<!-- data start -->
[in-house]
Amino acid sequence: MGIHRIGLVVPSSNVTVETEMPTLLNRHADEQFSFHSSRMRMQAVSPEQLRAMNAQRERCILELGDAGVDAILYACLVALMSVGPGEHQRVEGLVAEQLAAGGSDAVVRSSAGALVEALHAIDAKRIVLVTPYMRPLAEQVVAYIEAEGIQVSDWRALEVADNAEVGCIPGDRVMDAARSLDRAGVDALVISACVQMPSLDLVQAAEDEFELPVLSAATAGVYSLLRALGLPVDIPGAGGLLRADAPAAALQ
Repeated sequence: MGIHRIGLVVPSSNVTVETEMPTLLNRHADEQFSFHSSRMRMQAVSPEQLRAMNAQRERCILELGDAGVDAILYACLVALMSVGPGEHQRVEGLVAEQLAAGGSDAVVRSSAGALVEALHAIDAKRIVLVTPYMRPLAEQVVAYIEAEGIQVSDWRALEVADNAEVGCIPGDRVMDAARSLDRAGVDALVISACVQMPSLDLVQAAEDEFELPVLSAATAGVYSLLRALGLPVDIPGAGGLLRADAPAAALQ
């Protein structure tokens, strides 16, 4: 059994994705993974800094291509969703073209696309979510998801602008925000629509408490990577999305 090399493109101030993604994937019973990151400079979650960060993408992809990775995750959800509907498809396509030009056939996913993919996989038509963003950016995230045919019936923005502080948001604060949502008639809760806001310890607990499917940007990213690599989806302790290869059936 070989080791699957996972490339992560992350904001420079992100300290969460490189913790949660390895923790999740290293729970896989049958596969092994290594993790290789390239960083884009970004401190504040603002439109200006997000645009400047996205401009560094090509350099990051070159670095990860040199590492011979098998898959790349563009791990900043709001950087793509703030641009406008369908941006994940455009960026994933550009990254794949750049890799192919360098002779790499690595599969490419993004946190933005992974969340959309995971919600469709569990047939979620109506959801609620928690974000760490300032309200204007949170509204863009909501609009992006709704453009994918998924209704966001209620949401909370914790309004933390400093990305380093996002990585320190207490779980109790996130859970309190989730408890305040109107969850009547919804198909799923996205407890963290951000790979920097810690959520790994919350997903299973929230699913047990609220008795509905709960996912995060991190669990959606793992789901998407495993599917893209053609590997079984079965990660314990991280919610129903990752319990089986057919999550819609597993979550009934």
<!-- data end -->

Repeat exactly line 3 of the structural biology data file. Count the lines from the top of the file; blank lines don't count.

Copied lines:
Repeated sequence: MGIHRIGLVVPSSNVTVETEMPTLLNRHADEQFSFHSSRMRMQAVSPEQLRAMNAQRERCILELGDAGVDAILYACLVALMSVGPGEHQRVEGLVAEQLAAGGSDAVVRSSAGALVEALHAIDAKRIVLVTPYMRPLAEQVVAYIEAEGIQVSDWRALEVADNAEVGCIPGDRVMDAARSLDRAGVDALVISACVQMPSLDLVQAAEDEFELPVLSAATAGVYSLLRALGLPVDIPGAGGLLRADAPAAALQ